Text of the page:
Whooping cough, the ‘gift’ that keeps on giving.

7 May

This is what happened when my entire family was hit with whooping cough.

Whooping cough school photo

It was a usual frantic morning in our home. Getting three children ready for school is always a rushed and frantic affair, even on the mornings I wake up at 5am to get a head start.

We arrived at school on time and then I drove off to spend a pleasant day working out of the local library that has a cafe filled with delicious food and beverages – toasted gourmet sandwiches and ice coffee’s being my ‘fuel’ of choice. A friend had just arrived share cake and coffee during my self-assigned afternoon tea break when I got the phone call.

“Your son has tested positive to Bordetella pertussis. You need to come in immediately.”

I sat back down and resumed drinking my coffee as my brain tried to muddle through the information I had been given. My son had whooping cough. It is highly likely that my younger son had it too. My daughter, my husband and I had ‘confirmed exposure’. We would all need to take strong antibiotics for the next five days in order to control the spread of the disease. We were to stay home until the antibiotics were complete. We were under voluntary quarantine.

Mixed in with my concerns for my children was a strong sense of responsibility about the position I was in. I could do everything the doctor recommended, or I could go about my life, allowing this deadly disease to spread.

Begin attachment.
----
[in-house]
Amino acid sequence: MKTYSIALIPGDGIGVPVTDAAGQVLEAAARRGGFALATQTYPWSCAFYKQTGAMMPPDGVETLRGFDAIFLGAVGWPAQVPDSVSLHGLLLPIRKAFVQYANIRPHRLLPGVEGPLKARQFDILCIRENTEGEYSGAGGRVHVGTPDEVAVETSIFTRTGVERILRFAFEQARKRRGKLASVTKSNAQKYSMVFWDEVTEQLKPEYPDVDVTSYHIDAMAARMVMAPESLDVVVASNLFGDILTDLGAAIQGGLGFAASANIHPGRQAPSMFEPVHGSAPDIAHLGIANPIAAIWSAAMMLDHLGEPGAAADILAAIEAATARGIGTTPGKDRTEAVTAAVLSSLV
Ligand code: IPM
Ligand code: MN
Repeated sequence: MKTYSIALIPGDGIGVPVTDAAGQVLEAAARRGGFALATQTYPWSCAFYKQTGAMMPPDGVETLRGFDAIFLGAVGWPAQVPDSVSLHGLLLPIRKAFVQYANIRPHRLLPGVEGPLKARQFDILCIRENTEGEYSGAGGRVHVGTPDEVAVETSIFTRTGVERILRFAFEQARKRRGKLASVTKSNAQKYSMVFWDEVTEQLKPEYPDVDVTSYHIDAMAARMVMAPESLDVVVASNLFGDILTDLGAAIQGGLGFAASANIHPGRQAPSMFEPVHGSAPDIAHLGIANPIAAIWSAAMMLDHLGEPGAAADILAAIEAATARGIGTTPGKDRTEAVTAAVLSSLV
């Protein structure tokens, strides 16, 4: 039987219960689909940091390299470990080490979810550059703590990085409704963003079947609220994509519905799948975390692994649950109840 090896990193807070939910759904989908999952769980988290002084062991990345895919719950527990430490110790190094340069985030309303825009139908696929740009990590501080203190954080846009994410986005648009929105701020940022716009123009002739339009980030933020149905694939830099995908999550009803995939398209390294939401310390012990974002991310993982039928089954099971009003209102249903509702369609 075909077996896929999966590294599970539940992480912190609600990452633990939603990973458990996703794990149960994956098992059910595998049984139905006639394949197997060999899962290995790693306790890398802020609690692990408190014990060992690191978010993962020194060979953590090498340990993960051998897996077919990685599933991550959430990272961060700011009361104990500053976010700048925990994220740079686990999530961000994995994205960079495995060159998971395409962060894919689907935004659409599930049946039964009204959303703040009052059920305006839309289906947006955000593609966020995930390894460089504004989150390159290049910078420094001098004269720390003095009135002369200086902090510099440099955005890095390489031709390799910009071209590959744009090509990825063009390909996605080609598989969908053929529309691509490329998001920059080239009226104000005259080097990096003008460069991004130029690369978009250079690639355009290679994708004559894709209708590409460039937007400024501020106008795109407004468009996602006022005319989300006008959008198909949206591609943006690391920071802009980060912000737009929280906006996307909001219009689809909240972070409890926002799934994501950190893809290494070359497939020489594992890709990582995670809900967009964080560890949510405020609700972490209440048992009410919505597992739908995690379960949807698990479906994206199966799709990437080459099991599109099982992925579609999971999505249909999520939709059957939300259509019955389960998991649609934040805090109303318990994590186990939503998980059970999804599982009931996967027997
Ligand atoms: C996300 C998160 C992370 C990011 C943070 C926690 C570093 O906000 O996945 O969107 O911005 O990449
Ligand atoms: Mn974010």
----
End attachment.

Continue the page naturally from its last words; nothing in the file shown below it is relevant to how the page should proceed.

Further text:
Whooping cough fun fair

I got on the phone.

My first call was to my children’s school. I asked the office ladies to pull all three of my children out of class due to a positive whooping cough diagnosis. They always send out ‘alerts’ to parents when contagious diseases have been confirmed at the school and they did that quickly. I took the kids to the doctor and walked out with five separate scripts for power antibiotics.

Once home I emailed all the places we had been since Philip started showing symptoms. We’d been to school, a fun fair and Taekwondo. I’d been feeling a little off for a few days and I had been to a work engagement, the local shops and I’d visited my mum, dad and sister-in-law. I contacted them all and urged them to ask their doctor for advice. My dad is elderly and not in good health. My sister-in-law has my beautiful baby niece.

That done, I got busy cancelling my week. We’d be housebound from Tuesday until Sunday. Then, pending the outcome of a second visit to the doctor, we’d be released from home detention on Monday.

There was so much we would miss out on. I had some work engagements I was physically ill at the thought of missing. My children would miss out on shopping at the Mother’s Day Stall at school and we’d all miss out on the Mother’s Day celebrations on Friday. We wouldn’t be able to attend soccer training, soccer games, art class, or any of our other activities, not to mention school. I’d miss out on work and uni commitments.

The kids were all a little too excited at the news they wouldn’t be able to attend school for the rest of the week. Thanks to the fact we are a fully immunised family, Philip and Giovanni had a mild version of the disease. Caterina and I escaped the cough but both developed a temperature and lethargy.